You’re welcome.

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Ten years ago this month, I embarked on a crazy adventure.

I’d officially been in the Foreign Service for about a year, going through orientation, then consular training and political tradecraft, and finally Albanian language classes.  Albania:  my first overseas assignment.  The adventure was about to begin.

It was a strange time.  My emotions were all over the place.  I was really excited, really looking forward to starting the “real” work of diplomacy.  I was thrilled for my friends and colleagues, who were going to exotic locales and setting out on their own wild adventures.  I was a little sad, too.  Living in DC had been fun.  I made some fantastic friends.  When my sister moved back from Santiago, Chile, she moved here and we shared an apartment.  And I was so scared.  I mean, Albania?!?  What the hell was I thinking?  I distinctly remember saying exactly that to my sister:  what the hell was I thinking?  Let’s think about it:  here I was, a young, single, African American woman heading off to an isolated, former communist country whose leader had closed the borders for decades.  What would I think of them?  What would they think of me?  And why in the hell was I leaving the comforts and conveniences of the United States?

All valid questions.  But my sister reminded me that I knew the answer:  because this was my dream.  I was going to go places and do things that most people never even think about, and of those that do – many find all kinds of reasons for why they can’t.  “You’ll be fine,” she said.  “You’ll have fun.”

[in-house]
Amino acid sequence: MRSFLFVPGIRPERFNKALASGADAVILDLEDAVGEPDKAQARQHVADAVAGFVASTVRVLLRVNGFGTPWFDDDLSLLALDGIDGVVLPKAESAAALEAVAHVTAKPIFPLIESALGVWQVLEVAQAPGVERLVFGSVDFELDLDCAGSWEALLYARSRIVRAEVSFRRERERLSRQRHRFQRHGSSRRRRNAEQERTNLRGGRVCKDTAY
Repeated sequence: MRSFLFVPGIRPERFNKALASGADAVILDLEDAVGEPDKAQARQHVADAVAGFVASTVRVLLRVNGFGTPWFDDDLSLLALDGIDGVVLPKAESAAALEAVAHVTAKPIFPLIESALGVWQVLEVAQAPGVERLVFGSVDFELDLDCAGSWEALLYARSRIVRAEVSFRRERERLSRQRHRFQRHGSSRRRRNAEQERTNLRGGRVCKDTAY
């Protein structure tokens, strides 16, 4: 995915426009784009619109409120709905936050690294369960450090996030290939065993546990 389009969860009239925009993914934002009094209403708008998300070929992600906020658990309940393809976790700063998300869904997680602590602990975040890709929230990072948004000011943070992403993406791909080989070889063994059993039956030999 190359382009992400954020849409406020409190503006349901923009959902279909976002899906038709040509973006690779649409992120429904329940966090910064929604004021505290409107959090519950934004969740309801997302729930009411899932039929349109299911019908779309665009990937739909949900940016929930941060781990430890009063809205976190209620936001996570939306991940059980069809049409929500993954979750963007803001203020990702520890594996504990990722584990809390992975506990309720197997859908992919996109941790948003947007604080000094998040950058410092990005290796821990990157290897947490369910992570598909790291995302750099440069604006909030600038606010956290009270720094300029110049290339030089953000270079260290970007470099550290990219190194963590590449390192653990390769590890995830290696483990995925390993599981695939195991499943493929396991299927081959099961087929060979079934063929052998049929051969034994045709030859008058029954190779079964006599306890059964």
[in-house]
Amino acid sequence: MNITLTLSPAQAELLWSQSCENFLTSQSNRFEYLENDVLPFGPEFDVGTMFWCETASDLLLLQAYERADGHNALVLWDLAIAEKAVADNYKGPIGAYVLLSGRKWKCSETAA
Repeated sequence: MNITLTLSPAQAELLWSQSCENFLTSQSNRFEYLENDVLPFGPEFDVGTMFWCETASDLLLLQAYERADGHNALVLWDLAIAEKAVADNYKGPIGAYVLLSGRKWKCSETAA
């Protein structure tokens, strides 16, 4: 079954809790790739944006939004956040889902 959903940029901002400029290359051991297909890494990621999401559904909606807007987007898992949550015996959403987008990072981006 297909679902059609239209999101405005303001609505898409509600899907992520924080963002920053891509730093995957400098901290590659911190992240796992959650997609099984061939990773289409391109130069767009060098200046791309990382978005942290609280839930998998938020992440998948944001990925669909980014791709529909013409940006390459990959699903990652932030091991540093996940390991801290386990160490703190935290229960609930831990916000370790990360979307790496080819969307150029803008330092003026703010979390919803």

She was right.  I was fine.  Still am.  I did have fun.  Still do.  I met some wonderful people – Americans and Albanians – in Albania; I travelled all over that country and around eastern Europe.  I also made a few trips to Turkey, Greece, and Italy.  My sister even came to visit!

Since then I’ve served in Belize, Italy, and Washington, DC.  I’ve learned a lot.  I’ve grown a lot.  I picked up more friends along the way, took a few road trips, and snapped a lot of photos.  Most importantly, I learned less is more when placing my consumables shipment order.

Funny story.  When access to consumer goods is limited in a country, the U.S. government allows you to have a “consumables shipment.”  Basically, you order what you need – food, paper products, cat litter, whatever – from the closest U.S. military commissary or grocery store and the USG ships it to your overseas location.

I waited until after I got to Albania to place my order.  I wanted to see what was available on the local market.  Now, I haven’t placed a consumables order since my first tour so things may have changed by now, but back then, you got a list – an Excel spreadsheet, as I recall – from the commissary, reviewed items available, and placed your order.  I remember that spreadsheet.  It was pages and pages and pages long when I printed it out.  And whoever created it didn’t “wrap” the text in the individual cells, so a lot of the information was cut off.  For example, I ordered several bags of what I thought were plain tortilla chips and ended up with the ones that have a hint of lime.  (I really hate those).

The really funny thing was toilet paper.  You see, toilet paper in Albania was pretty thin.  One-ply.  Everyone included toilet paper in their consumables shipment. So I ordered several cases of toilet paper – what I thought would be enough to get me through my two-year tour.  But because some of the info on that spreadsheet was cut off, I didn’t know how many rolls of toilet paper were in a case.  I ordered blindly.  A few weeks later, my shipment arrived.  Let’s just say that I haven’t bought toilet paper for 10 years.  Not in Albania, not in Belize, not in Italy, and not in Washington, DC.  This is a photo of the last roll in the last pack from the last case of the last carton of toilet paper from that shipment.

The Last Roll

The Last Roll

So, you know – hooray for consumables and the quality paper products made by the fine people at Cottonelle.